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Birds of Galveston Bay RV Park

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Birds Of Galveston Bay RV Resort 

 

A large variety of birds can be found here in the upper Texas Coast area, a bird watcher paradise. Quaker Parakeet, Roseate Spoonbill, White Ibis, Great Egret, Great Blue Heron, Marbled Godwit, Sandhill Crane, Hooded Merganser, Common Loon, Black Skimmer are all common. Gulls, terns, and hawks are often visible overhead, barn owls nest within the park and are very own Mallard Ducks.

 

Mallard Duck:

      

The Mallard, or wild duck is a dabbling duck which breeds throughout the temperate and subtropical Americas, Europe, Asia, and North Africa, and has been introduced to New Zealand and Australia. The male birds have a bright green head, while the female's is light brown. The Mallard lives in wetlands, eats water plants, and is gregarious. It is also migratory. The Mallard is 22–26 in long (of which the body makes up around two-thirds), has a wingspan of 32–39 in, and weighs 32–42 oz.

Meet Huey and Friends

   

Huey, a male Mallard duck hatched on 4/2/11, was delivered to us on 4/4/2011 (left photo-4 days old). During the trip to us the shipping company truck had mechanical failure and was immobilized for an unknown time. Out of 12 ducklings, Huey was the only to survive. It was amazing he made it, the duckling was not lethargic or weak, but wide eyed, thirsty and hungry. The supplier then sent us a new shipment of 12 Mallard ducklings and arrived on 4/12/2011 (Right photo-4 days old), full of spirit and ready for drinks and eat. Huey was not happy at first as he lay flat, wings spread out, on the feed feed plate turning 180 degrees from left to right defending his chow.  He was overwhelmed with the ducklings and soon gave in. We will continue to keep this part of the article updated of Huey and Friends as they grow and eventually make way to the freshwater pond. The following video is the guys first time out for a swim:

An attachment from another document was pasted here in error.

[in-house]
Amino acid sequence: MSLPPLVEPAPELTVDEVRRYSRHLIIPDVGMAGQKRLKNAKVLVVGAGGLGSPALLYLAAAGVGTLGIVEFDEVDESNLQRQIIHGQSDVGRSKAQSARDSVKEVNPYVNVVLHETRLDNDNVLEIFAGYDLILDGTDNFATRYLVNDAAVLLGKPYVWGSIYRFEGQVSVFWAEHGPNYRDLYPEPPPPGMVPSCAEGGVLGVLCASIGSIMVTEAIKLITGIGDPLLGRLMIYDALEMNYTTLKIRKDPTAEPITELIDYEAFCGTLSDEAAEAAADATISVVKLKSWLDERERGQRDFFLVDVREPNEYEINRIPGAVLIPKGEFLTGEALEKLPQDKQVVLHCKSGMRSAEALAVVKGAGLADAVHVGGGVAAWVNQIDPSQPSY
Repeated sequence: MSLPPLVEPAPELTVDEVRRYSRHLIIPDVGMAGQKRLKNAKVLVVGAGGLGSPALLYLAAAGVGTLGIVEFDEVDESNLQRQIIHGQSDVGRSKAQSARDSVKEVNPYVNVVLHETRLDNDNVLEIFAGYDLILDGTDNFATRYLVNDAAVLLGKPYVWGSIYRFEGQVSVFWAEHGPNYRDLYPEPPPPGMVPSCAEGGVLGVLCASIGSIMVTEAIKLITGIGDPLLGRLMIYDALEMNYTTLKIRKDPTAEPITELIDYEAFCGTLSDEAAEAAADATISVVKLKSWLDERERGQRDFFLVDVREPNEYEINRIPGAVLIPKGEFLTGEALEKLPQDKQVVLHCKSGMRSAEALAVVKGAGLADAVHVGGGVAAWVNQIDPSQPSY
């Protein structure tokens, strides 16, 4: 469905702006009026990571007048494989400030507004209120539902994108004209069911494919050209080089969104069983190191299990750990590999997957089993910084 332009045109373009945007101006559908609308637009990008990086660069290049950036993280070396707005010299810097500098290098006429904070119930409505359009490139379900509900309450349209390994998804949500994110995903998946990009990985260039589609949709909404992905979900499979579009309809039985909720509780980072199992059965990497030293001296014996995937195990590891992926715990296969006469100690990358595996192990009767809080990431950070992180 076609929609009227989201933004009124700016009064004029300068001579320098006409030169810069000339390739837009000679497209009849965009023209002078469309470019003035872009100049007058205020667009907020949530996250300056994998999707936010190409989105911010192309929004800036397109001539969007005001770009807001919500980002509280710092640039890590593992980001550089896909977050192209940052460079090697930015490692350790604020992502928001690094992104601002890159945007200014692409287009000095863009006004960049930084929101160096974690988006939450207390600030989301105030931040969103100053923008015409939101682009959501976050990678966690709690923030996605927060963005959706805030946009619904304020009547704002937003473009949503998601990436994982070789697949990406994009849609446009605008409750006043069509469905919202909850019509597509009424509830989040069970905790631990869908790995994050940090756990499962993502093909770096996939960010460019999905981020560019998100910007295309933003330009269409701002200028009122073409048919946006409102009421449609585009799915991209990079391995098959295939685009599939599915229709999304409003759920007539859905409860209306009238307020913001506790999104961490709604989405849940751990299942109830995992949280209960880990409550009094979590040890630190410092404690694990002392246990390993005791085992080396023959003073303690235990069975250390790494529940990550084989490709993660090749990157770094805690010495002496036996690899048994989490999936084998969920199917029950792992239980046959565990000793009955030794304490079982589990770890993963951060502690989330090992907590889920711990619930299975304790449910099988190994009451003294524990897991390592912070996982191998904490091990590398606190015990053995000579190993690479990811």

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Update - 13 May, 2011 "At The Pool"

   

Huey and his gang are coming along well. Sprouting wings and getting the colors. They are now 35 days old, with Huey being 12 days older. The following video is the guys just going crazy in the pool. 

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Update - 23 May, 2011 "Release the Quacks"

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It was an exciting day, watching the guys finally released to the fresh water pond. To this day they stay together as a group and if one is far behind they all make sure the wonderer gets back to the group. One client reported; All the ducks were standing full height staring between his site and his neighbors. The sound of bustling webbed feet passed him and the mallard returned to the gang. He said "he never laughed so hard".

Update - 21 Aug, 2011 "Taking Flight"

The following video was taken on 03 July, 2011 (need to still verify date). The guys have been testing out there wings and some very funny landings. There landings, if I were able to catch them on video, would have made a great Blooper reel.

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The guys now have Full Flight Clearance and can be seen flying all around the park. There flight formation has not been achieved yet as they dodge each other coming and going. However, they are getting better. There colors are at full bloom and are beautiful to watch in the pond or above the pond. To this date they continue to be a tight nit group and spend there evenings all huddled together. When they see the golf cart near the pond the roar of quacking begins, as they know it is chow time. I made the mistake of going to one end of the pond, closest to the road, and there they were. They could only assume it was another meal on wheels and the quacking began. I started back to the office and noticed them following me on foot. Not wanting them to cross the road I stepped on the accelerator only to see them take flight and follow me overhead. Making it back to the office, I raced for the duck feed as they circled above me and made my way back to the pond. As I began putting out the feed, it was like a squadron of aircraft coming in for there landings and taxing towards me. What I learned? Never go to the pond in the golf cart without duck feed!